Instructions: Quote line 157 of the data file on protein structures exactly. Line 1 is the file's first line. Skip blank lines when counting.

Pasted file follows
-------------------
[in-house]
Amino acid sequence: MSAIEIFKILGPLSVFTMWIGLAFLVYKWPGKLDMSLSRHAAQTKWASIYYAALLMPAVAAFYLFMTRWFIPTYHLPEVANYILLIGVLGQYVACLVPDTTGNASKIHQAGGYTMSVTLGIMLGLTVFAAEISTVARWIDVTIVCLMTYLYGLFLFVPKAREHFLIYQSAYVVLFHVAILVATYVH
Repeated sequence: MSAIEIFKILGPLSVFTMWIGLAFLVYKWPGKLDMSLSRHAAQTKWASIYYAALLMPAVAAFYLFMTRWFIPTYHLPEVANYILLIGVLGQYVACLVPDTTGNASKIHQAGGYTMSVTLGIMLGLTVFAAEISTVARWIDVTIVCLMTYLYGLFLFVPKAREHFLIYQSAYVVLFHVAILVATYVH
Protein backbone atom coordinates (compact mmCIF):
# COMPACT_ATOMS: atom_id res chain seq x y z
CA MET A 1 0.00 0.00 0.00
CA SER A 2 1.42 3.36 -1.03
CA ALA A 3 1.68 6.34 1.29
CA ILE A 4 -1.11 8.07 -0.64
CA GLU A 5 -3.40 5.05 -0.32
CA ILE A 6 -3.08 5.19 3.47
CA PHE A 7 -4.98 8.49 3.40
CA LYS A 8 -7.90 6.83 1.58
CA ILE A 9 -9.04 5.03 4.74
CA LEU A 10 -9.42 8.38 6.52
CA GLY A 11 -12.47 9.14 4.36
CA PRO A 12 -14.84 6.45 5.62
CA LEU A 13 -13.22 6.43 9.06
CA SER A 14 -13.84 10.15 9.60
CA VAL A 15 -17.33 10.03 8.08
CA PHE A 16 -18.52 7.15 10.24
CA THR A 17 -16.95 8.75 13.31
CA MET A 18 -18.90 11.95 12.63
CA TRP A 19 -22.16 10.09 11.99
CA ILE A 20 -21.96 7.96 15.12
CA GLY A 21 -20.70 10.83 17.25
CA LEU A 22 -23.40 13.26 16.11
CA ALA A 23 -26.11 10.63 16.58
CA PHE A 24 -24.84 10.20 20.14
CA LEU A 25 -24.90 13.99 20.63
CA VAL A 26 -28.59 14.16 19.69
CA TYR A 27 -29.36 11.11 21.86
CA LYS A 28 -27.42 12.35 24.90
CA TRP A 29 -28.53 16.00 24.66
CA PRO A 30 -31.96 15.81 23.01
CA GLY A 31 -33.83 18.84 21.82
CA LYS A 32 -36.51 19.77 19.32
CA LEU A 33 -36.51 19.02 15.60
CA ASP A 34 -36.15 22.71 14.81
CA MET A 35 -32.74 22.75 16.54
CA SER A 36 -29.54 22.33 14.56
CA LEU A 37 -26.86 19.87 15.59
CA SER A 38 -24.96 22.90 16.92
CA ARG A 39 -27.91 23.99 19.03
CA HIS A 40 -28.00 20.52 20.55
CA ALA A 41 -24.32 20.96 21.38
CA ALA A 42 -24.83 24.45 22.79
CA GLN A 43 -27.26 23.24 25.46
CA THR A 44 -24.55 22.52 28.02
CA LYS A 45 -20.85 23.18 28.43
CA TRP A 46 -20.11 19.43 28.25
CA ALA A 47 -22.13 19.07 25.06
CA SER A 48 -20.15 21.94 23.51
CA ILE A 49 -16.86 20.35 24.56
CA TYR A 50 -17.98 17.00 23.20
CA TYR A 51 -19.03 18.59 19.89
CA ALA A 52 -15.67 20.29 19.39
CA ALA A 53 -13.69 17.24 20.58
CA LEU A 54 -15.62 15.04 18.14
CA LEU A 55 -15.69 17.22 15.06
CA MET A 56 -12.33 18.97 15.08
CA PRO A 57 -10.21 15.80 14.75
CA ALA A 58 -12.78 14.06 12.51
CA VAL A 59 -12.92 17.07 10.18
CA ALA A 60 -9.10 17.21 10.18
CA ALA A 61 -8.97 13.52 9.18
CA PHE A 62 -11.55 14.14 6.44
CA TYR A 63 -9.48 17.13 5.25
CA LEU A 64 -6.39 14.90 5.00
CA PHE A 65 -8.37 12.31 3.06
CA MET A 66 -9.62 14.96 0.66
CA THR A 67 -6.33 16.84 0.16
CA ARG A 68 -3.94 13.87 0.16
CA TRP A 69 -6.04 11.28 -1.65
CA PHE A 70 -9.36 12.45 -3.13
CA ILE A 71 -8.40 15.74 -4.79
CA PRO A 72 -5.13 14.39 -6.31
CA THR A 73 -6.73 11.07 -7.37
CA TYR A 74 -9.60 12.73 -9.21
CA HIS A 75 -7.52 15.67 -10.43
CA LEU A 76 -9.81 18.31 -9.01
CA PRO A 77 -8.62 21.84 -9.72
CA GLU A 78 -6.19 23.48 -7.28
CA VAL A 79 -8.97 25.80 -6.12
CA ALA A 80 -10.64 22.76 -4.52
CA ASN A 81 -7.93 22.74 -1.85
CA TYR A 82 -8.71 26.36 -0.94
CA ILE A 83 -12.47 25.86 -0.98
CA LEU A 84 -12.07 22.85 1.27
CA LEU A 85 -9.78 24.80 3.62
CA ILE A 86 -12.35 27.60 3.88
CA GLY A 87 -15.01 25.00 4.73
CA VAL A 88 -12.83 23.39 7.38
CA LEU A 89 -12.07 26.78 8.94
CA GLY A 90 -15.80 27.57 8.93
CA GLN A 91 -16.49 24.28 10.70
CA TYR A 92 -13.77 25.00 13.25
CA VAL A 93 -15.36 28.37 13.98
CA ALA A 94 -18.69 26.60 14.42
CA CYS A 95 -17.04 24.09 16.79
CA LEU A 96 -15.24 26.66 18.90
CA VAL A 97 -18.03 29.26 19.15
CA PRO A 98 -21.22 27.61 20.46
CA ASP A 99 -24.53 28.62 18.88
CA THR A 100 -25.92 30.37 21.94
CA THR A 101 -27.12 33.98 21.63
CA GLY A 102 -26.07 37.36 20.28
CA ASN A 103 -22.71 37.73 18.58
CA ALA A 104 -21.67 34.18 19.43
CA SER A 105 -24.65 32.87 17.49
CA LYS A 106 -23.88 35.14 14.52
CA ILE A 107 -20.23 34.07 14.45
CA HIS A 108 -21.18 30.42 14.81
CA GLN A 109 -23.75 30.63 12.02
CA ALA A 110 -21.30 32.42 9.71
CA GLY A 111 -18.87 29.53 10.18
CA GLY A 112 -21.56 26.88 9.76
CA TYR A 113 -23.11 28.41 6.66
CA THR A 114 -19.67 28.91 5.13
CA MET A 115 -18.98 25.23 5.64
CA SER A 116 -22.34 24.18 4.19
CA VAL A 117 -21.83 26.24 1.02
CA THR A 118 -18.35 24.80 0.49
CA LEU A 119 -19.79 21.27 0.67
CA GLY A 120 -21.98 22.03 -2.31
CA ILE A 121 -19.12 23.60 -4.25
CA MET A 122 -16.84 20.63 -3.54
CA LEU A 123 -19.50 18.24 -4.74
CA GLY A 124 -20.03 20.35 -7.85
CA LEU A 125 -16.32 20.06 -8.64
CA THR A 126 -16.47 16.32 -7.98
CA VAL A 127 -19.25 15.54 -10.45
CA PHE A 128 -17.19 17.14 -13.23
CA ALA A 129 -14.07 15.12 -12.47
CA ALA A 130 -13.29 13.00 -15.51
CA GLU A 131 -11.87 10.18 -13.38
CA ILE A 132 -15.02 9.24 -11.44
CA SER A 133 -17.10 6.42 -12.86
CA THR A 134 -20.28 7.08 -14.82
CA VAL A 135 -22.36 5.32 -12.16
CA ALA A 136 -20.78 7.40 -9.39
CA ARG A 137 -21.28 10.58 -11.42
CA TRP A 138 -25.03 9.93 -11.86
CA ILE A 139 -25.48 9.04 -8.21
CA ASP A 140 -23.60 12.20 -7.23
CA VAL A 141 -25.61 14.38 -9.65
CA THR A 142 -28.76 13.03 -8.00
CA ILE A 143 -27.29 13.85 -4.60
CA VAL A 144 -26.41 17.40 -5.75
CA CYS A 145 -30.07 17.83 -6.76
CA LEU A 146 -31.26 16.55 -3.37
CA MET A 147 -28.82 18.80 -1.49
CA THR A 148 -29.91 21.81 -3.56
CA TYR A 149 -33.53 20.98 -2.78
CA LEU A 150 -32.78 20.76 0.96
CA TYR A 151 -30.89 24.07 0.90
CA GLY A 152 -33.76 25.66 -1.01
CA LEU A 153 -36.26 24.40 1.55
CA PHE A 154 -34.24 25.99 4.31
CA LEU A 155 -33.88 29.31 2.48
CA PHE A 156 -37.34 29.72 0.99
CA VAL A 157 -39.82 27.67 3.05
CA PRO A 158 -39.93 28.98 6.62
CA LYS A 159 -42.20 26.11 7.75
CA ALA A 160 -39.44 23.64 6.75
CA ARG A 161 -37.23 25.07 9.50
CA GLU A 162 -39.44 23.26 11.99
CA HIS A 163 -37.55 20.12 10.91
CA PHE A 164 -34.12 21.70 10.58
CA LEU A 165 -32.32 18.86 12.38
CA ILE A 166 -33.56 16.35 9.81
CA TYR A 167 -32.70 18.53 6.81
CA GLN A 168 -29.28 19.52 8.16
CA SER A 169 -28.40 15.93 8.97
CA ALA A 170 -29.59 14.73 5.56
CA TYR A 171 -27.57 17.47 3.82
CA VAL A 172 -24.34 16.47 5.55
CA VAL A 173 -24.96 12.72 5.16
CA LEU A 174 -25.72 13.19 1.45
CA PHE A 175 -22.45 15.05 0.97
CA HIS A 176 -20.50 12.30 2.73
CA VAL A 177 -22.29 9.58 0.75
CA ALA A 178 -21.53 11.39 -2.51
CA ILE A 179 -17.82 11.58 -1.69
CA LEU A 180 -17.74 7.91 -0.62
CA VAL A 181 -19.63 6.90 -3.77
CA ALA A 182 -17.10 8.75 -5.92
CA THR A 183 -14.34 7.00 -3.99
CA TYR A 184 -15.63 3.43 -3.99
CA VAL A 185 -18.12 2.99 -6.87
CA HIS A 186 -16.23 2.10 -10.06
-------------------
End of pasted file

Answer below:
CA GLY A 152 -33.76 25.66 -1.01